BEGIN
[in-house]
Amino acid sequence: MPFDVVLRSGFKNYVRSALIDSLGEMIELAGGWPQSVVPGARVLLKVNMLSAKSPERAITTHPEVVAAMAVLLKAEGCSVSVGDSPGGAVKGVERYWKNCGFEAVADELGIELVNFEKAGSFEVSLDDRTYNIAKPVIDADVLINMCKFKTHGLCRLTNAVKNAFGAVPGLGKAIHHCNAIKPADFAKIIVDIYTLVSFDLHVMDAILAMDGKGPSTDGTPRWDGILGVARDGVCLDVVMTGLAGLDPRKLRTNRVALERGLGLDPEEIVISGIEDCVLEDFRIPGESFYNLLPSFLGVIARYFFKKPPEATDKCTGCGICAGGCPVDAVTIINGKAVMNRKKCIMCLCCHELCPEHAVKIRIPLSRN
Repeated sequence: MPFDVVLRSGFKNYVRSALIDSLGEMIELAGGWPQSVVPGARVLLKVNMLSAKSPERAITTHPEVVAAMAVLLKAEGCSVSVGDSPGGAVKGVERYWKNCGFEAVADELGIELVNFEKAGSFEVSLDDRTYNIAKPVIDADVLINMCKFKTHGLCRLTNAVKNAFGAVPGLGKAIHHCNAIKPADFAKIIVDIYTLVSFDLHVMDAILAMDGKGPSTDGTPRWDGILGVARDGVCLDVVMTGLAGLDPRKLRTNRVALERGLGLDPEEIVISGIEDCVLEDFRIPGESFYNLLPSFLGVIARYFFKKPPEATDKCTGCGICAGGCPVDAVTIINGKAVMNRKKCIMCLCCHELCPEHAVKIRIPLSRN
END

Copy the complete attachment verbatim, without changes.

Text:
[in-house]
Amino acid sequence: MPFDVVLRSGFKNYVRSALIDSLGEMIELAGGWPQSVVPGARVLLKVNMLSAKSPERAITTHPEVVAAMAVLLKAEGCSVSVGDSPGGAVKGVERYWKNCGFEAVADELGIELVNFEKAGSFEVSLDDRTYNIAKPVIDADVLINMCKFKTHGLCRLTNAVKNAFGAVPGLGKAIHHCNAIKPADFAKIIVDIYTLVSFDLHVMDAILAMDGKGPSTDGTPRWDGILGVARDGVCLDVVMTGLAGLDPRKLRTNRVALERGLGLDPEEIVISGIEDCVLEDFRIPGESFYNLLPSFLGVIARYFFKKPPEATDKCTGCGICAGGCPVDAVTIINGKAVMNRKKCIMCLCCHELCPEHAVKIRIPLSRN
Repeated sequence: MPFDVVLRSGFKNYVRSALIDSLGEMIELAGGWPQSVVPGARVLLKVNMLSAKSPERAITTHPEVVAAMAVLLKAEGCSVSVGDSPGGAVKGVERYWKNCGFEAVADELGIELVNFEKAGSFEVSLDDRTYNIAKPVIDADVLINMCKFKTHGLCRLTNAVKNAFGAVPGLGKAIHHCNAIKPADFAKIIVDIYTLVSFDLHVMDAILAMDGKGPSTDGTPRWDGILGVARDGVCLDVVMTGLAGLDPRKLRTNRVALERGLGLDPEEIVISGIEDCVLEDFRIPGESFYNLLPSFLGVIARYFFKKPPEATDKCTGCGICAGGCPVDAVTIINGKAVMNRKKCIMCLCCHELCPEHAVKIRIPLSRN